Comic Review: New X-Men – E is for Extinction (2001)

New X-MenE is for Extinction (2001)
Written by Grant Morrison, Art by Frank Quitely

Rating: A-

Grant Morrison and Frank Quitely becoming the creative team of the newly retitled New X-Men was a very successful effort to revitalize the X-Men brand. After a few years of being relatively forgettable, Morrison and Quitely made changes to the team that still play a major part in the comics more than ten years later, and created elements that would be incorporated into the up-and-down film franchise.

E is for Extinction is the first story arch of their sizable tenure. It introduces the concept of secondary evolution, which has X-Men mainstay Beast changing from his old self into a more feline body, while telepath Emma Frost develops the secondary ability to change her whole body into nearly impenetrable diamond (a trait that is also shown in her minor appearance in X-Men Origins: Wolverine and her supporting role in X-Men First Class). Perhaps a more obvious change for the crew is that with this shift in creative teams the group has also shifted from individualized outfits to more basic and matching suits that emphasize that they are indeed a team of superheroes and don’t operate as individuals.

The story of E is for Extinction is outstanding; a new villain called Cassandra Nova is hellbent on destroying mutants to make way for what she claims will be the next phase of evolution. Although she doesn’t have the same level of charisma as Magneto or the pure cool factor of Apocalypse, she is a strong villain on the basis of the fact that she is so powerful that it is pretty terrifying. By the end of the three issues worth that comprise the storyline (and three-quarters of the trade release), she has managed to rack up a body count in the millions.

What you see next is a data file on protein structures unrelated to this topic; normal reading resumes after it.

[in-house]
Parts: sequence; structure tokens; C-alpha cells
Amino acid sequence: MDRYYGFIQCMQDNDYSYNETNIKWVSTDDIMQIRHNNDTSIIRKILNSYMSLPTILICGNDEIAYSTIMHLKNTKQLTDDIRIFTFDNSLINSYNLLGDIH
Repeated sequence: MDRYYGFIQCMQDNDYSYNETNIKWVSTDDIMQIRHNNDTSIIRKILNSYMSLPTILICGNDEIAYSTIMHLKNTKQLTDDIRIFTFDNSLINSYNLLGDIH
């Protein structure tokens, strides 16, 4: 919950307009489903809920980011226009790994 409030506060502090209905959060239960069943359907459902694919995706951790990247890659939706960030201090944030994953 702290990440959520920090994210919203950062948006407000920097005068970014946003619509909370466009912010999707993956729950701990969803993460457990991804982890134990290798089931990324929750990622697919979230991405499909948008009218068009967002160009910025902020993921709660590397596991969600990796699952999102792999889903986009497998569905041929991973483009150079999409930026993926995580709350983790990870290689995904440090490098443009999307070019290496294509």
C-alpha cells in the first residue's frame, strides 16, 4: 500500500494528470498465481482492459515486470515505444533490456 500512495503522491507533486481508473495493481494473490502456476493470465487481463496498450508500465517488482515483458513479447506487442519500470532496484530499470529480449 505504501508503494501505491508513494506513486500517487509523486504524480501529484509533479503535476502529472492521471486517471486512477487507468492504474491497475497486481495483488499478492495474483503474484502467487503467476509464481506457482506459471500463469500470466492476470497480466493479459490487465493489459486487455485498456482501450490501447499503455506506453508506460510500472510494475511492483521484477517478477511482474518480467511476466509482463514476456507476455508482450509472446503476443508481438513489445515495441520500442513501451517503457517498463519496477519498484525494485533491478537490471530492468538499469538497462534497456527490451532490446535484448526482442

Morrison and Quitely have worked together a lot since this run, but E is for Extinction really made the X-Men cool again. The spirit of this book is so important because it modernized the X-Men in a way that was later carried on into Joss Whedon’s Astonishing X-Men and is still an important part of what the X-Men are. With all of this in mind, it is really essential reading for anyone with an interest in the X-Men in print.

Film Review: The Amazing Spider-man (2012)

The Amazing Spider-Man
Directed by Marc Webb
Written by James Vanderbilt, Alvin Sargent, and Steve Kloves

Rating: B+

Rebooting a franchise that had three films making just about a billion dollars each in box office sales only five years after the last in the series doesn’t seem to make a whole lot of sense. Despite terrible reviews for the final chapter, Sam Raimi’s film version of Spider-man was popular and made a completely ridiculous amount of money. Why start fresh? It was hard not to wonder before going in to see The Amazing Spider-man, but now it makes a lot more sense.

While the Raimi trilogy was enjoyable in spite of some problems (Tobey Maguire was never great as Spidey, Kirsten Dunst was cute at times and unbearable at others), this new reboot of Spider-man directed by Marc Webb is the real Spider-man that comic book readers have been hoping for since the web-slinger originally made it to the big screen. It is a significantly more faithful adaptation, featuring Emma Stone as Gwen Stacy rather than Mary Jane (who was a much later girlfriend in the comics), and getting rid of the film Spider-man’s natural web-slinging ability in favor of the technology based wrist attachments of the comics. Most importantly, though, is the tone; Raimi’s trilogy was too light to be taken seriously, while Webb has just enough grit and the right kind of humor to make a film that feels decidedly more like the real Spider-man.

Andrew Garfield is a perfect encapsulation of the two major versions of Spider-man in comics, the traditional Earth-616 incarnate that you would see in any Spider-man comic, and Ultimate Spider-man, the slightly younger modern reimagining that started not long before the Raimi franchise. Garfield has the awkward nerdiness and the humor exactly right, with much help from a really great script. Emma Stone is absolutely perfect, adorable, and brilliant as Gwen Stacy, which makes for her inevitable exit in some film to come all the more unfortunate.